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The Return of the Narrative: the Call for the Novel- Le retour à la narration : le désir du roman

Sabine van Wesemael and Suze van der Poll

This study focuses on the return of the narrative as applied by literary historians. Through the 1980s, criticism on the hermetic nature of many postmodern texts grew louder and louder: novelists expressed the wish to restore the bonds between the reader and the texts as well as between the texts and the extra-literary reality. Many fiction writers have grown tired of formalism and restore the conventions of realism, though not using them in a passive manner. Literary historians dealing with the post-postmodern or late postmodern European novel agree that conventional techniques are being adopted in new manners, and that all 20th century tendencies that criticized and tried to overcome 19th century realism do leave their traces on the contemporary novel: it might be a matter of hybrid forms combining realism and postmodernism.
Cette étude porte sur la notion, souvent avancée par des commentateurs du roman contemporain, du retour à la narration. Le romancier contemporain s’opposerait à l’hermétisme du roman postmoderne et désirerait rétablir le lien entre le texte et son lecteur et entre la littérature et la réalité extralittéraire. Les écrivains se lassent du formalisme et reprennent les conventions du réalisme sans toutefois les appliquer passivement ; l’auteur actuel n’envisage pas de restaurer une forme traditionnelle, mais de réécrire au second degré certains modèles romanesques afin de mieux représenter le monde contemporain. Le roman contemporain serait donc une forme hybride qui combine des tendances réalistes et postmodernes.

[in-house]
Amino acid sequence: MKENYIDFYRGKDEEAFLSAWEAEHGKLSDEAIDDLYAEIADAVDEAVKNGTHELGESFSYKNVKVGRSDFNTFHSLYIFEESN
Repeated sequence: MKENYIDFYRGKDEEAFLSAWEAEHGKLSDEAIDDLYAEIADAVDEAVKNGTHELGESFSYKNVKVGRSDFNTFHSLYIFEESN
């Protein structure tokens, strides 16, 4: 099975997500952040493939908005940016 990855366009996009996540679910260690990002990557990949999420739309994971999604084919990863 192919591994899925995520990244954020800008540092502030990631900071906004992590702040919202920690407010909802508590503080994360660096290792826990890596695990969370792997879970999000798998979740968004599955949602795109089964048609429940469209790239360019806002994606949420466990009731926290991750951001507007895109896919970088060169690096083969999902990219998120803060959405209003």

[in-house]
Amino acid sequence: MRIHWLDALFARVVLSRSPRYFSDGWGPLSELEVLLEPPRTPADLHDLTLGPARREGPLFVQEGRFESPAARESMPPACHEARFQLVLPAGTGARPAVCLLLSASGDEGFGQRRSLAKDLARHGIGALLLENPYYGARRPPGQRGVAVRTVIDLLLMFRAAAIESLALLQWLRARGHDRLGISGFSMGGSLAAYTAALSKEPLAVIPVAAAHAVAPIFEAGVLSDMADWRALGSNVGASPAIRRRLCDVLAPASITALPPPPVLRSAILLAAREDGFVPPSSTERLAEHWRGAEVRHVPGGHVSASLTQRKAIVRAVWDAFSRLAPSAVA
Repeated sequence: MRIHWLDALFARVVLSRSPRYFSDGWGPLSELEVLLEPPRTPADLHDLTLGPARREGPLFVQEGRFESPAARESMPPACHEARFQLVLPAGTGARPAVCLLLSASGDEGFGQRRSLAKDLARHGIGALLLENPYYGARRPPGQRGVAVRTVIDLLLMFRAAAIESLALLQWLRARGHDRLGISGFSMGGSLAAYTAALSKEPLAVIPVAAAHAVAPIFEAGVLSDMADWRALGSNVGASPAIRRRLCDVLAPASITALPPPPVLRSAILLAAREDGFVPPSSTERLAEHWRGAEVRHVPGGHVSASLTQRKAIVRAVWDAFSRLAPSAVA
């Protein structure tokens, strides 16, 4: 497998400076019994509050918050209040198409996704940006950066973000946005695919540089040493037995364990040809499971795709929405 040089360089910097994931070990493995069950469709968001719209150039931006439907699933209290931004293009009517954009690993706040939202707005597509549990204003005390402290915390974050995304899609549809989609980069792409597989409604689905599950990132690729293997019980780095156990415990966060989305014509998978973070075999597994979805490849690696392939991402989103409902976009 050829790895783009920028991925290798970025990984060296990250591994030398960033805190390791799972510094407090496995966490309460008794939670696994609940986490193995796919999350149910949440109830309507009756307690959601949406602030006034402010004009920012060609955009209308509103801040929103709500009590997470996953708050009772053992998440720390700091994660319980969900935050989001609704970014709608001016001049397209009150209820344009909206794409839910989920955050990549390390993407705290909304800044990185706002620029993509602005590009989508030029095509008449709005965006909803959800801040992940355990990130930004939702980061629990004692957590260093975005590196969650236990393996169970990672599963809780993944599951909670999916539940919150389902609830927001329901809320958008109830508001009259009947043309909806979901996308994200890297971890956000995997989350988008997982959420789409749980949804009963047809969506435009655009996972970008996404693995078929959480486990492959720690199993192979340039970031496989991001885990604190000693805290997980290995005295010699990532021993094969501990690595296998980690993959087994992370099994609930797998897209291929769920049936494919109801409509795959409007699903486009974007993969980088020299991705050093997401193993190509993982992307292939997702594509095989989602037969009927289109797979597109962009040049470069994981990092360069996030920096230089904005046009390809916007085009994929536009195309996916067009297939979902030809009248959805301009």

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Sincerity in Recent Second World War Narrative. Authorial ethos, postmemory and re-enactment in the writings of Mendelsohn, Binet, Muñoz Molina and Lewinsky


Theoretical outline

‘We have reached the limits of our means of expression. Others we do not possess.’ That is what Saul Friedlander concludes in Reflections of Nazism where he argues that historical research on the Holocaust, through its formal and linguistic structure, might not be able to create a proper understanding of the events depicted (p. 92). Instead, art and literature might be better suited to representing the events of the Holocaust, a question that has been investigated by many scholars, such as Theodor Adorno, Roger Gottlieb and Lawrence Langer.1 This raises the question of how to depict events of the past that are so traumatic that they seem to defy any narrative attempts, let alone any fictionalisation.

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